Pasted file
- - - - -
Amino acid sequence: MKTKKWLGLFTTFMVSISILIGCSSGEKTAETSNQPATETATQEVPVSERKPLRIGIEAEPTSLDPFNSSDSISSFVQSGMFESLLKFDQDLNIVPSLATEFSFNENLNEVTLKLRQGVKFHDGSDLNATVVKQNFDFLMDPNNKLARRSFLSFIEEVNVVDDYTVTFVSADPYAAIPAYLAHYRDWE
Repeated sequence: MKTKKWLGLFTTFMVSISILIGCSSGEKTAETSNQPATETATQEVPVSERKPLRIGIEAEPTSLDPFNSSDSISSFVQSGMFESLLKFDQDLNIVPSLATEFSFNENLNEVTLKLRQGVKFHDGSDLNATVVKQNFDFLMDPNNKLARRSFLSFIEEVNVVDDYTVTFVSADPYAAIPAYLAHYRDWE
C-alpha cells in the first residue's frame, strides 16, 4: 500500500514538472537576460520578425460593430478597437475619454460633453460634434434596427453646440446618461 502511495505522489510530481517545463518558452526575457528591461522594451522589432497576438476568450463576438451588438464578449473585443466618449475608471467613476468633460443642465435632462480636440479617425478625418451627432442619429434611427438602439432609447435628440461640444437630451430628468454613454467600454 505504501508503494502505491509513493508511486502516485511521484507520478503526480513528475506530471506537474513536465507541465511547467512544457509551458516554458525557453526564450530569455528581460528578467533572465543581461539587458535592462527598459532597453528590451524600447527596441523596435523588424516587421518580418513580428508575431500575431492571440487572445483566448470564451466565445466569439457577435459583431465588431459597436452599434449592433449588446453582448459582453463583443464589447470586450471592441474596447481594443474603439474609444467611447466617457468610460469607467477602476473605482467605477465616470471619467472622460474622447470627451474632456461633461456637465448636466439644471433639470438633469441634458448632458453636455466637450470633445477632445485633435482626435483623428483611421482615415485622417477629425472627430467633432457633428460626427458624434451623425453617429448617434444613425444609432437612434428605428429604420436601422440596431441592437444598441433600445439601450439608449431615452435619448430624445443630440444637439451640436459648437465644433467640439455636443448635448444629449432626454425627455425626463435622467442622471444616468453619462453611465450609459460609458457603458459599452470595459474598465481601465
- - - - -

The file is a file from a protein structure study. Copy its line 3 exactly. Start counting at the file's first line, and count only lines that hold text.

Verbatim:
C-alpha cells in the first residue's frame, strides 16, 4: 500500500514538472537576460520578425460593430478597437475619454460633453460634434434596427453646440446618461 502511495505522489510530481517545463518558452526575457528591461522594451522589432497576438476568450463576438451588438464578449473585443466618449475608471467613476468633460443642465435632462480636440479617425478625418451627432442619429434611427438602439432609447435628440461640444437630451430628468454613454467600454 505504501508503494502505491509513493508511486502516485511521484507520478503526480513528475506530471506537474513536465507541465511547467512544457509551458516554458525557453526564450530569455528581460528578467533572465543581461539587458535592462527598459532597453528590451524600447527596441523596435523588424516587421518580418513580428508575431500575431492571440487572445483566448470564451466565445466569439457577435459583431465588431459597436452599434449592433449588446453582448459582453463583443464589447470586450471592441474596447481594443474603439474609444467611447466617457468610460469607467477602476473605482467605477465616470471619467472622460474622447470627451474632456461633461456637465448636466439644471433639470438633469441634458448632458453636455466637450470633445477632445485633435482626435483623428483611421482615415485622417477629425472627430467633432457633428460626427458624434451623425453617429448617434444613425444609432437612434428605428429604420436601422440596431441592437444598441433600445439601450439608449431615452435619448430624445443630440444637439451640436459648437465644433467640439455636443448635448444629449432626454425627455425626463435622467442622471444616468453619462453611465450609459460609458457603458459599452470595459474598465481601465